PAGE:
Carry the gospel with you

Posted in christian, Christianity, inspirational, religion, scripture by Mike on April 11, 2013

5a282c06971e0b95038872f26bdaf8d9_w600Gospel reading of the day:

John 3:31-36

The one who comes from above is above all. The one who is of the earth is earthly and speaks of earthly things. But the one who comes from heaven is above all. He testifies to what he has seen and heard, but no one accepts his testimony. Whoever does accept his testimony certifies that God is trustworthy. For the one whom God sent speaks the words of God. He does not ration his gift of the Spirit. The Father loves the Son and has given everything over to him. Whoever believes in the Son has eternal life, but whoever disobeys the Son will not see life, but the wrath of God remains upon him.

Reflection on the gospel reading: We are called to believe in Jesus, because the Father loves the Son. Our gift for our belief is eternal life. The evangelist seems to equate belief with obedience when he observes that the reward of belief is eternal life and the punishment for disobedience, the impossibility of seeing life. This passage of the gospel indicates then that an elemental part of our lives as Christians is belief in the Son whom the Father has sent into the world and belief in Jesus is obedience to the Father’s desires for us.

Saint of the day: Feliks Ducki was born to Julian Ducki and Marianna Lenardt in Warsaw on May 10, 1888 and was baptised seventeen days later. He attended elementary school in Warsaw. When the Capuchins returned to their friary in 1918 after the tsarist suppression of 1864, Feliks joined them first as an inquirer, assisting the friars in the reorganization of the friary. He became a postulant in June 1918. After a two year probation he began his novitiate at Nowe Miasto on May 19, 1920. The novitiate ended with temporary vows on May 20, 1921. He then devoted himself to the service of the brothers in the friaries of Watsaw, Lomza, and back in Warsaw again in May 1924 until his solemn profession in May 1925. His religious name was Symforian Ducki.

Symforian DuckiIn Warsaw he first had the role of brother questor, busy with the collection of donations for the construction of the minor seminary of Saint Fidelis. Then for a number of years he was appointed socius of the Provincial minister. A simple and friendly character, he easily won the sympathy of the people and new friends for the Order. Despite his very active life among people he never lost the spirit of prayer and devotion. In fact he distinguished himself for his devout and fervent prayer. The citizens of Warsaw esteemed him highly.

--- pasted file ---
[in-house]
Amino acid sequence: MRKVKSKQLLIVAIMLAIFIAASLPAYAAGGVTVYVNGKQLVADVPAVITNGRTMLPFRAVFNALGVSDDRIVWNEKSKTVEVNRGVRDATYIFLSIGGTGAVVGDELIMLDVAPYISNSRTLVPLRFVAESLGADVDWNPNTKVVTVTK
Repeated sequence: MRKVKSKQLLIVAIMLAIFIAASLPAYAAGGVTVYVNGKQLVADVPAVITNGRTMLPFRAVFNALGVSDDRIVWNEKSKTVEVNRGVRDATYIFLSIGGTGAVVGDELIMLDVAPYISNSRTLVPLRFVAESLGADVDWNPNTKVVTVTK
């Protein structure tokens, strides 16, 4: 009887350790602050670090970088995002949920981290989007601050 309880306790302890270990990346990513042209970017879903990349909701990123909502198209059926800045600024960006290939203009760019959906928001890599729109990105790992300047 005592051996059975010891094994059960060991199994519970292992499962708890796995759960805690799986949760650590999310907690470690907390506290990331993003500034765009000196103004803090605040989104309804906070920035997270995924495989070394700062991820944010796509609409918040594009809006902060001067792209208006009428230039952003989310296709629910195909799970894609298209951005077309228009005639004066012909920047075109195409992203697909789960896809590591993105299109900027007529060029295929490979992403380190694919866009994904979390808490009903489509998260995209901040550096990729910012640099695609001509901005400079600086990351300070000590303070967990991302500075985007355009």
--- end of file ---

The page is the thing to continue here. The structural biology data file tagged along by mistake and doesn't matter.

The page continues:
At the outbreak of the Second World War he busied himself so that the brothers and the need would not be in want of the necessities. He did this until June 27, 1941 when the Gestapo arrested all 22 Capuchins in the Warsaw friary. At first Symforian was interned in Pawiak, and then in Auschwitz on September 3. He was physically robust and therefore suffered persecutions more than the others. He bore it all silently. The paltry rations supplied by the Germans were insufficient to meet the physical requirements of even a person of average size.

One evening, when the Germans had begun the ghastly slaughter of the prisoners, cracking their skulls with clubs, Symfronian faced them and made the sign of the cross over them. An eyewitness and fellow inmate, Czeslaw Ostankowicz, states that there was a brief moment of consternation followed by the order to beat him. Br. Symforian was struck on the head by a club, and he crashed to the ground at the feet of the Germans, between them and the prisoners. Then they murdered him. It was April 11, 1942. The death of Symforian ended the terrifying execution that the Germans were perpetrating; about 15 prisoners were saved thanks to his intervention. With profound veneration those prisoners carried the Fr. Symforian’s body in a cart, along with the others, to the crematorium. One of the 108 Martyrs of World War II, he was beatified in 1999.

Spiritual reading: Death by bread alone means being alone and then wanting to be left alone; being friendless, yet distrusting and despising others; forgetting others and then being forgotten; living only for ourselves and then feeling unneeded; being unconcerned about other and wanting no one to be concerned about us; neither laughing nor being laughed at; neither crying for another nor being cried for by another. How horrible is this death by bread alone. (Death by Bread Alone by Dorothee Solle)


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